Film Review: Now You See Me 2 (USA, 2016)

The first Now You See Me had a thrifty premise and a slick cast but was let down by a last-minute plot twist that was, quite literally, almost-unbelievable. The second film,  while disappointingly not called either Now You See Me Too or Now You Don’t, settles a more evenly-spread acceptance of the impossible. However, if the series’ previous narrative gymnastics didn’t drive you away from this film, you’re probably in for a fun ride.

Taking place a year after the first, Now You See Me 2 sees stage-magic superteam The Four Horsemen emerge from hiding to expose a tech billionaire illegally selling his customer’s data. Unfortunately for them, their grandiose return to the public eye is itself sabotaged by a mysterious third party (Daniel Radcliffe), who then transports the group to China and recruits them to pull off yet-another impossible heist. Meanwhile, Dylan (Mark Ruffalo) finds himself forced into a tenuous alliance with Thaddeus (Morgan Freeman) after his secret double-life is exposed. While all the returning faces make for some fun, the film often feels more like an encore than a second act.

It’s telling that the first thing Now You See Me 2 addresses is Mark Ruffalo’s character. It puts a spotlight on Dylan. We learn more about his father and see his double-life in action. Though a character almost entirely-defined by his “twist”, the script gets a lot more mileage out of that than you’d expect.

As for the rest of the team, Jack Wilder (Dave Franco) is learning to become an accomplished hypnotist, Merritt McKinney (Woody Harrelson) is dealing with some family drama, Isla Fisher‘s character has left the group and Daniel Atlas (Jesse Eisenberg) has settled for having less hair and more ambition.

In addition, Lizzy Caplan’s Lula (stepping in to replace Fisher) works wonders for the film. Sure, it doesn’t take much of the film’s unbelievable antics to put a smile on your face but Caplan injects genuine comedy into things. She’s constantly making fun of her role as the film’s female lead and her ability to steal scenes is pretty much uncontested until Daniel Radcliffe arrives on the scene.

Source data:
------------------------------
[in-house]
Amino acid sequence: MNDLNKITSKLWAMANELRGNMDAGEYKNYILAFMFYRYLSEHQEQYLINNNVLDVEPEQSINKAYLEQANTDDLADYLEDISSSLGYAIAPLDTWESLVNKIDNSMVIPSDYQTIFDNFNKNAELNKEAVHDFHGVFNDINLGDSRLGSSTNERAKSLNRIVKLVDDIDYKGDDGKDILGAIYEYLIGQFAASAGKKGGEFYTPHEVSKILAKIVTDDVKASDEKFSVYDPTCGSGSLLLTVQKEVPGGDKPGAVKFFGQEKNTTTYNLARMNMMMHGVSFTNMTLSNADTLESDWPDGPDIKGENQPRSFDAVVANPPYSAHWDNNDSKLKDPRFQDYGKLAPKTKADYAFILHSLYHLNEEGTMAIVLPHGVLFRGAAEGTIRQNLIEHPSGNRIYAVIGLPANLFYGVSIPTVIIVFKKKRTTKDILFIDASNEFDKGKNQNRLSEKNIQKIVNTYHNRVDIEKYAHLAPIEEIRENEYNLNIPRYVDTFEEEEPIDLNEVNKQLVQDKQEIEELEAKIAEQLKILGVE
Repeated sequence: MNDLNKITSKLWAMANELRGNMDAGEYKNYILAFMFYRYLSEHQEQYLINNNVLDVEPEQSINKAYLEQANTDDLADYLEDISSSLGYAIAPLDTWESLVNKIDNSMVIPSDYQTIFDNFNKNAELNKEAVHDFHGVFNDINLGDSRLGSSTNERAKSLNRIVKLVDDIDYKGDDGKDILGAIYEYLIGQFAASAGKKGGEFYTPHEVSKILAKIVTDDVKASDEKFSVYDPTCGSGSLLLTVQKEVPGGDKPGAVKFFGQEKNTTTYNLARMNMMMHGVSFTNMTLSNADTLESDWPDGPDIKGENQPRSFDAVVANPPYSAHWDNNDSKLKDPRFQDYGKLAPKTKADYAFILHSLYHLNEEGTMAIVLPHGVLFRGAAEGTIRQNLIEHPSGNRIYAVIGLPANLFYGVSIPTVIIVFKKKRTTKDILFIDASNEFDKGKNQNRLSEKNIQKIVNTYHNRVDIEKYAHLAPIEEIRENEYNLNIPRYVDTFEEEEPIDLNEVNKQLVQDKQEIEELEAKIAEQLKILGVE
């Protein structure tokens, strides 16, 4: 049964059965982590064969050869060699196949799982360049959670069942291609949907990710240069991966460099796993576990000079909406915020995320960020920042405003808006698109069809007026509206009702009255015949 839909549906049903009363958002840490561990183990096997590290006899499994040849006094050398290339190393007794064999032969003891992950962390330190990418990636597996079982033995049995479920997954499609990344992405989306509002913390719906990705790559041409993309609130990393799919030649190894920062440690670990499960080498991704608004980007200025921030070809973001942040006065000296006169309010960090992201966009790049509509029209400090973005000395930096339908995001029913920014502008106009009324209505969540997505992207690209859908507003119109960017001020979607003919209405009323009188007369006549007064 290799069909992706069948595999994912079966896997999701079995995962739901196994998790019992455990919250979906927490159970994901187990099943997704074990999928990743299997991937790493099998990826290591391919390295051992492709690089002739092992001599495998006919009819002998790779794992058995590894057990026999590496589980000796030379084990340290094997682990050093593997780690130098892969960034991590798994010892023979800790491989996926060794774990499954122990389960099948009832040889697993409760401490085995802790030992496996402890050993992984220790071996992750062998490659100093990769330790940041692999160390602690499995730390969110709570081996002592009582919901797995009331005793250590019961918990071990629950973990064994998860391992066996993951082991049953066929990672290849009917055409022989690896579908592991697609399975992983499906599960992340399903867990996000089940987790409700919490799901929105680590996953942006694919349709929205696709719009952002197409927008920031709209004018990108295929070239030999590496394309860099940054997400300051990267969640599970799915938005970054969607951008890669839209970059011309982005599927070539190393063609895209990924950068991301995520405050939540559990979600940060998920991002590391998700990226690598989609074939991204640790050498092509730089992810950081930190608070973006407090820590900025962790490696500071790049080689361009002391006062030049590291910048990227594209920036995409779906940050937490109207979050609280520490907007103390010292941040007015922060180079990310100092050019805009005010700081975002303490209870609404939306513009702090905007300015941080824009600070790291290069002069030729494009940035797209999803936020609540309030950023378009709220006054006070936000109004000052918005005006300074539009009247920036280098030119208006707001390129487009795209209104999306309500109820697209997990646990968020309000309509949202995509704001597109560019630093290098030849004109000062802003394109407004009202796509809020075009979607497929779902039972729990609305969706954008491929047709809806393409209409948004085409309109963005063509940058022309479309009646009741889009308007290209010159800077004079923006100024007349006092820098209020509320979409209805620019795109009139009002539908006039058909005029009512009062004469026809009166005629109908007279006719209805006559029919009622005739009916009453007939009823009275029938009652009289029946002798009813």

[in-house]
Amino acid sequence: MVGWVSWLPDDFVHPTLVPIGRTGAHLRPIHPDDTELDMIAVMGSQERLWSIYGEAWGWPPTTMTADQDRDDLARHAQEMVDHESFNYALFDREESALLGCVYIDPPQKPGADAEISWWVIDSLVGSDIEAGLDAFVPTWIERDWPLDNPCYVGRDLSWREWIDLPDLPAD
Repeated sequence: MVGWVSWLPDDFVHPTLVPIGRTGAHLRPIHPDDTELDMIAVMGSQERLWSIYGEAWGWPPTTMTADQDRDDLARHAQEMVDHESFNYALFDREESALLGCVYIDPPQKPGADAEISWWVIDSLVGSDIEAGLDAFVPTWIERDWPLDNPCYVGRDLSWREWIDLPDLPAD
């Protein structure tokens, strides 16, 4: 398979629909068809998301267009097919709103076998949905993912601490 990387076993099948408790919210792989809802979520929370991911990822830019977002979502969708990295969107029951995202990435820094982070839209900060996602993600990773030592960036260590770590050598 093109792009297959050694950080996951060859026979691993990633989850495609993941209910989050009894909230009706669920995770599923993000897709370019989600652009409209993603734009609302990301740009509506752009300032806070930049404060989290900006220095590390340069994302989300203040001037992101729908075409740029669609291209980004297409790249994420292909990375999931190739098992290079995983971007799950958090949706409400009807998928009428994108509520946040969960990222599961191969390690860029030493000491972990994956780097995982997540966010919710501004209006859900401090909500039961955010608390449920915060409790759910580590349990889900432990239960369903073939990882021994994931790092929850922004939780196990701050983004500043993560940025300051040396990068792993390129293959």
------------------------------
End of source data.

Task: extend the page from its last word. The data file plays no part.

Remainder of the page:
The shift in location to China, along the revenge-driven setup, lends Now You See Me 2 a very different feel to the first one. The cinematography maintains that same dazzling quality from the first film while Jon Chu‘s direction feels more frenetic – especially during the action scenes.

Both the first Now You See Me and this film talk a big game about misdirection but there’s more obfuscation at work here than anything else. The film never really explains the rules it’s playing by, so it never needs to hold itself to account. Despite the Four Horsemen are motivated by a desire to obtain real magic, they can basically bend and break the laws of physics whenever the script calls for it. The film is never really tricking the audience – just charging forward fast enough that they don’t have time to notice the cracks.

It never really explains the rules the Horsemen are playing by, so it’s not all that impressive when they exploit them. Still, it’s a testament to the ensemble (especially Caplan), that this film is a fun time regardless. Like the first, Now You See Me 2 is all about style over substance. It’s flashy and flawed but never hard to jump aboard.


Now You See Me 2 is out this week.


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